Gaining full internet access on a phone may seem archaic in the States, but in Cuba, it's been a work in progress.
And although half of Cuba's 11.2 million population own a mobile phone, not all will be compatible with the 900MHz spectrum used by the Cuban 3G network.
Users began receiving text messages in the morning from the state telephone monopoly informing them that they can buy an internet access packages for 3G service.
Only 60,000 Cubans have internet access through a limited program that allows people to connect through DSL lines in their homes, according to government statistics.
"It was about time this became a possibility for Cubans too", said Havana resident Joaquin Montiel, 58.
Cuba has lagged far behind most countries in internet access, with a combination of lack of cash, the long-running United States trade embargo and concerns about the flow of information being to blame. The cheapest plan costs about $7 for 600 megabytes of data, or more than one-tenth of what a highly paid doctor earns in a month. The country's main Internet link comes through the ALBA-1 submarine cable, which runs from Venezuela.
For years, when Cubans talked about 3G mobile internet arriving on the communist-run island, it was with the same sarcasm that people in other countries reserve for discussions of flying pigs and hell freezing over.
In recent years, Cubans have been able to access Facebook and other popular Internet sites via their mobile phones - but it often involved a combination of a special access card sold by ETECSA, pay-as-you-go public Wi-Fi hot spots and phones that were sent from relatives overseas.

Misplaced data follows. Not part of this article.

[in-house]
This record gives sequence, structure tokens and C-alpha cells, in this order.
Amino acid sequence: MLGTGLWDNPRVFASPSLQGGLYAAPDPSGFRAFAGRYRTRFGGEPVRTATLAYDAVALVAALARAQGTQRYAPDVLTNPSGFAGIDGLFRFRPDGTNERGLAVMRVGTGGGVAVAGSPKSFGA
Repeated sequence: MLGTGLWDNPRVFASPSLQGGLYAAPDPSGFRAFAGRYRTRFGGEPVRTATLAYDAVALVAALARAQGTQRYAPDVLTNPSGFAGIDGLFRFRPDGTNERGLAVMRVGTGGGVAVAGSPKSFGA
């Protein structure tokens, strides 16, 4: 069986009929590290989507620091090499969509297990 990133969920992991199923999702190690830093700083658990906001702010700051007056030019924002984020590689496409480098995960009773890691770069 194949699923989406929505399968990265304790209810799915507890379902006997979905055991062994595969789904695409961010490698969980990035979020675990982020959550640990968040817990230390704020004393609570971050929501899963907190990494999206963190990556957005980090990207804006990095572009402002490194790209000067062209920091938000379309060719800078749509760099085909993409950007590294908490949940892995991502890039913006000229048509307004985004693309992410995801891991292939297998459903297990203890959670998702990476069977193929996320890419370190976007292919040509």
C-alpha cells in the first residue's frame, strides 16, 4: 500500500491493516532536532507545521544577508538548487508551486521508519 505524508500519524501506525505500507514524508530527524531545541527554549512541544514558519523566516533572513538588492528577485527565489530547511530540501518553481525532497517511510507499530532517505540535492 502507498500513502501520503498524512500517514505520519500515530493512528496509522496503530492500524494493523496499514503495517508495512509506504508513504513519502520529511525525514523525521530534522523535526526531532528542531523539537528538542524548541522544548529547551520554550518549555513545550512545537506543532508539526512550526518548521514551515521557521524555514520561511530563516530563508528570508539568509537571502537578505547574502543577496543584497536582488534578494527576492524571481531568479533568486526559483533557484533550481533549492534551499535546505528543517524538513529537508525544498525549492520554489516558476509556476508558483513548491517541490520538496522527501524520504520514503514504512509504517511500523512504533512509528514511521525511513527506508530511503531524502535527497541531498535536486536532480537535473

Until now, Cubans could only receive and send email on their phones using cell phone networks through government accounts.
In 2015, President Obama allowed US businesses to invest in Cuba's telecom sector.
However, the government has made a decision to continue the relaxation of restrictions to Internet access, which had largely been confined to hotels and state-owned clubs prior to the start of the decade.
The government also broadcast a roundtable discussion on national TV Tuesday night, featuring ETECSA President Mayra Arevich and Cuba's communications minister, Jorge Luis Perdomo Di-Lella. As it told its customers about the new Internet access, ETECSA also warned them that in the first days of operation, "incidents could be experienced" that will disrupt service.